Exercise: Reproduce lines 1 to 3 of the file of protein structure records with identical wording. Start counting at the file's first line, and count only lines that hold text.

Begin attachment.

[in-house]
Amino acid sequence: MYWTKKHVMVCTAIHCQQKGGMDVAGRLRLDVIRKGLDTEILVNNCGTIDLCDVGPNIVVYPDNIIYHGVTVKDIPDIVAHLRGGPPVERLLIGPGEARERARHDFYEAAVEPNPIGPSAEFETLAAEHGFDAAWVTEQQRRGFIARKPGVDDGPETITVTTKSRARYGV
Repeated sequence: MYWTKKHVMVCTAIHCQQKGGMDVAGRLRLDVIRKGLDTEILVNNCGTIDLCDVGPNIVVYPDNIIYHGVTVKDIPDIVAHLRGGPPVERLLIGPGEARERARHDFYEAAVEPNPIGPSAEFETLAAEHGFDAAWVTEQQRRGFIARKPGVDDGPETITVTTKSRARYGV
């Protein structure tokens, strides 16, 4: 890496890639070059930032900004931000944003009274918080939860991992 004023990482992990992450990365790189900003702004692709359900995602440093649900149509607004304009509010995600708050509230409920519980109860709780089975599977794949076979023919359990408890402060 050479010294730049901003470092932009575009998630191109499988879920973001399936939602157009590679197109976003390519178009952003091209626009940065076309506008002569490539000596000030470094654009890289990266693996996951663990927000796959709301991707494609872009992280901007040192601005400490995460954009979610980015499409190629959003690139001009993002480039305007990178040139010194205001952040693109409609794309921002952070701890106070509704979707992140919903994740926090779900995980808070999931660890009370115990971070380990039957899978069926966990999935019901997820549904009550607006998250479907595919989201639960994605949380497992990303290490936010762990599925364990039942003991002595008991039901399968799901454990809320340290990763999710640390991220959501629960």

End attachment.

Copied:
[in-house]
Amino acid sequence: MYWTKKHVMVCTAIHCQQKGGMDVAGRLRLDVIRKGLDTEILVNNCGTIDLCDVGPNIVVYPDNIIYHGVTVKDIPDIVAHLRGGPPVERLLIGPGEARERARHDFYEAAVEPNPIGPSAEFETLAAEHGFDAAWVTEQQRRGFIARKPGVDDGPETITVTTKSRARYGV
Repeated sequence: MYWTKKHVMVCTAIHCQQKGGMDVAGRLRLDVIRKGLDTEILVNNCGTIDLCDVGPNIVVYPDNIIYHGVTVKDIPDIVAHLRGGPPVERLLIGPGEARERARHDFYEAAVEPNPIGPSAEFETLAAEHGFDAAWVTEQQRRGFIARKPGVDDGPETITVTTKSRARYGV